stuck in the mask. David's idea was to have progressive make-up. That every
time he was *revealed,* he would be more Fly than the time before, like if his
eyeball popped out and then rolled down his face (David demonstrated what he
wanted), now that would have been cool.
Buddy Adler (the executive at Fox in charge of the film) and Ben Nye (the make-up man) wanted David to wear the mask, and that's what they made, and that's what he wore, but David's vision was to be like Dr. Jekyll and Mr. Hyde and do progressive make-up. He got overruled. David also didn't like that they speeded up his voice for the Help me! cry in the spider web. The track he recorded at normal speed was good (he was screaming for all he was worth) and would have scared everyone. But that's how movies get made. He was young and no one wanted to listen to him.The film was David's first hit as a movie star and remains a horror favorite, almost 50 years later.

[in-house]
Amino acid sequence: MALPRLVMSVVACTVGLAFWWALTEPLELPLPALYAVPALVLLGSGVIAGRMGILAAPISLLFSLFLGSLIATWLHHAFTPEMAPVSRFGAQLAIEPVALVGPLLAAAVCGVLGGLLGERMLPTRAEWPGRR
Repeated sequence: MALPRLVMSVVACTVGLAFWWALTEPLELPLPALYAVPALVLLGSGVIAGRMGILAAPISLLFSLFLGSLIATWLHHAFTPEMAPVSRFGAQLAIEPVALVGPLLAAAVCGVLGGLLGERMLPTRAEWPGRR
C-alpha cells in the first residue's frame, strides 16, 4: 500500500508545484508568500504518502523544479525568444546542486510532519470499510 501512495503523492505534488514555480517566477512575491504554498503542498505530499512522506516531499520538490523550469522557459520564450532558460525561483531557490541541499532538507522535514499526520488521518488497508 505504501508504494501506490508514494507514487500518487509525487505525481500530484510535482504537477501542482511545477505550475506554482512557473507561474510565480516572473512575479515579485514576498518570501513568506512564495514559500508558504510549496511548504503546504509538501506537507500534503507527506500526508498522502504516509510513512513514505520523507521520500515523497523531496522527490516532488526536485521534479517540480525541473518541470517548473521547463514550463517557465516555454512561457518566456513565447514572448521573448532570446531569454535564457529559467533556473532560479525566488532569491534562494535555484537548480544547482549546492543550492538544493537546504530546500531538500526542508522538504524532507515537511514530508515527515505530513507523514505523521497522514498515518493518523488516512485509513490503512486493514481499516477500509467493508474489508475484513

David also said that was him swinging the axe in the destruction of the lab scene. Yes, they could only do it once (one take) and no, he couldn’t see all that well, and that he was told, after the scene was over, that he nearly hit his leg with the axe. Another reason not to do one’s own stunts.
They asked him about The Lost World. David said he never liked the movie. He did like working with Michael Rennie and especially Claude Rains, but the movie script was so bad, he felt terrible the whole time he was filming it. So when Irwin asked him to do the Voyage film, a year later, he ran. David was afraid he would be put on suspension for refusing to do the film, so he quickly found another project to do (in Japan) and thus avoided suspension.